You’re probably familiar with the encouraging saying “my past does not determine my future.” However, like for many people you may have also found that the opposite appears to be true. Traumatic events, disappointments, betrayals or embarrassments, no matter how long ago they occurred, can stick like superglue to your mind and keep you trapped in the past.
Wouldn’t you agree that most of your current anxieties and insecurities are rooted in experiences of your early years? You still feel small and nervous, when you talk to an authority figure. You don’t like to open your heart again, because you have been rejected too many times. Or you don’t fully commit to pursuing your goals, because your prior “failures” still haunt you. Emotional baggage can be one of the greatest obstacles and power-drains in our daily lives.
So why do we hold on to the past in the first place and why is it so difficult to let go and move on? Rationally, it would make more sense to be able to just focus on the present and if necessary plan for the future. However, it isn’t our rational, conscious mind, but our subconscious mind, which is in charge of filing away and storing all of our memories. And this deeper part of our mind firmly holds on to the past for three reasons:
1) To protect and to please:
The memory storage capacity of the subconscious mind is sheer unlimited. Countless moments during the course of our lives are registered, recorded and sorted away. Yet, obviously, not all of our experiences are “memorable,” otherwise the accumulation of data on the past would eventually overwhelm us. What makes the difference are the emotions that are attached to the memories. Negative emotions, such as anger, sadness, anxiety or shame indicate to the subconscious mind, that similar situations needs to be avoided in the future. If you have been bitten by a dog as child or got made fun of during a presentation in grammar school, chances are that petting “Fido” or giving a talk in front of your peers still cause you heart-racing and sweaty hands.
On the other hand, memories, which made us feel happy, excited or loved, are used as reference points to find and create more similar positive experiences.
In other words, the subconscious uses emotionally charged memories as filters to sift through the massive amount of data, that surrounds us at all times, to either keep us safe or bring more happiness in our lives.
2) To obey our instructions:
We all are provided with an innate ability to free ourselves immediately from “negative” feelings. As infants and toddlers, we don’t hesitate to strain our little vocal cords and vehemently express our discontent. As we grow up and learn that we’re more accepted when we control, suppress, or at least hide our feelings, we gradually “unlearn” the natural instinct to release emotional pressure. By the time we enter adulthood, most of us have lost sight of how to handle these feelings, other than shoving unpleasant emotions under the subconscious rug. Because our subconscious supports us like a faithful servant, it patiently continues to execute our conscious decision to shove our emotions underneath the proverbial rug, until we instruct it differently―or until we have stuffed it to capacity, and it forces us to address those emotions.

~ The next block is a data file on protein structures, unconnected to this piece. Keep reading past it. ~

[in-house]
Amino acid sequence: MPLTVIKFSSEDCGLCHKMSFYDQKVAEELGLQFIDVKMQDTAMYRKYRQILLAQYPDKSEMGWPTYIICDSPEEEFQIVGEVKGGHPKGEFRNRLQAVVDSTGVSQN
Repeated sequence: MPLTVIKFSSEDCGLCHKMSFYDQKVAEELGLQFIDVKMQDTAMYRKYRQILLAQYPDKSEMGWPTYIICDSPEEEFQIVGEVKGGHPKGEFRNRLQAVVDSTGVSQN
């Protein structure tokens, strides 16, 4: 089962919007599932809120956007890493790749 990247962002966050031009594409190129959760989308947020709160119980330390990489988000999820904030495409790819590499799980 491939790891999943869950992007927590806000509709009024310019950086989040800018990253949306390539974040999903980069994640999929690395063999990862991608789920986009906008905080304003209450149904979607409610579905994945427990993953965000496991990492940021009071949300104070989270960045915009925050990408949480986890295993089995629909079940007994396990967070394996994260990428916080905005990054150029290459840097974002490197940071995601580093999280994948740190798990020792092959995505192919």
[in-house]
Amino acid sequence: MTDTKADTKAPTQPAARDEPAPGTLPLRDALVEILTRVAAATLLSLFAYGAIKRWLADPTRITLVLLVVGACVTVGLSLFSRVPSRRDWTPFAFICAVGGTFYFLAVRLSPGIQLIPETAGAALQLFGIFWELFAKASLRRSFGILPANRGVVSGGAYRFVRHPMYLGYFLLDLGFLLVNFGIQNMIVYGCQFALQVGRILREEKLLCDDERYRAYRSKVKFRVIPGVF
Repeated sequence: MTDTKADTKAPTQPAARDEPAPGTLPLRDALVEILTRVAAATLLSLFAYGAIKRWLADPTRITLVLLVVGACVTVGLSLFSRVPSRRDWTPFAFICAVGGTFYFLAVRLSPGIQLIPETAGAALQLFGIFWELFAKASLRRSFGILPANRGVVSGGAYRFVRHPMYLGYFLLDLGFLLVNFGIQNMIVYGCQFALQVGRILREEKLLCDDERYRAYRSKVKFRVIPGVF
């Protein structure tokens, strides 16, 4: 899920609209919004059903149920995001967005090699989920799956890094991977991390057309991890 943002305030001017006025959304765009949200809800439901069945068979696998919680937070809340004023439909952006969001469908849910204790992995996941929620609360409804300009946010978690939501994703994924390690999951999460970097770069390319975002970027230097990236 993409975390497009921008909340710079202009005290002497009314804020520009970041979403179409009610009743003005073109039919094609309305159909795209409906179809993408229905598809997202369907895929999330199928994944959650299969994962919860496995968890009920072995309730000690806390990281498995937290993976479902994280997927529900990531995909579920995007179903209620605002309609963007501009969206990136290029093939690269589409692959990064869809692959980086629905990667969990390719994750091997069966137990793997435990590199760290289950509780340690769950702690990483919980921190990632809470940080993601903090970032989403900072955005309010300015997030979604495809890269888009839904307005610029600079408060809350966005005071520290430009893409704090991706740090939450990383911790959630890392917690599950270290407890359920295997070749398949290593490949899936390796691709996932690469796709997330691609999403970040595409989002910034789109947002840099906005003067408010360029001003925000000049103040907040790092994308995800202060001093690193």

3) To make us learn and grow:
It’s a basic evolutionary principle: only when we continue to learn and grow can we survive and thrive. Since there isn’t yet much to grasp from the future and learning on the fly while dealing with the present may be too much to ask from most of us, our subconscious considers the past as the vast library of life. An interesting phenomenon we’ve all observed is that the lessons we learn from a negative event can be more profound than those learned from a pleasant or neutral encounter. From an evolutionary perspective, this makes sense. When it comes to sheer survival, experiences that cause us to feel anxious, hurt or ashamed are simply more important for our subconscious to store, process, and learn from.
However, while the protective aspect of our subconscious mind wants us to simply avoid similar negative experiences, another part continuously nudges us forward to grow and evolve – which is, for example, why we eventually succeeded in learning how to walk and talk, despite all the frustrations and pains we had to go through to get there. Many of the emotional charged events of the past, contain a deep-seated confusion about whether we are powerless or powerful, whether we need to just avoid certain circumstances or are able to grow beyond them.
So what has felt like emotional baggage from the past has actually a much more important purpose than to just haunt us and weigh us down. Unresolved anger, sadness or anxiety serve as signals, red flags marking the memories that still require our attention. Our subconscious mind holds onto these emotions until it’s safe and we are ready to address and resolve these events. Then we can understand the lessons and claim the growth potential that has been enclosed within these memories. Taking this notion further, you’ll come to a very empowering conclusion: the more unresolved emotional baggage you’ve stored in your subconscious, the more untapped potential awaits you.
When we understand how and why the subconscious mind keeps track and holds on to our memories, it becomes obvious, that we can’t just ignore our past, because it does determine our future. However, whether we repeat the patterns of the past or grow from them, is up to us. Listen to my upcoming radio show and learn more about how you can use the power of your subconscious mind to heal and resolve the emotional baggage of the past.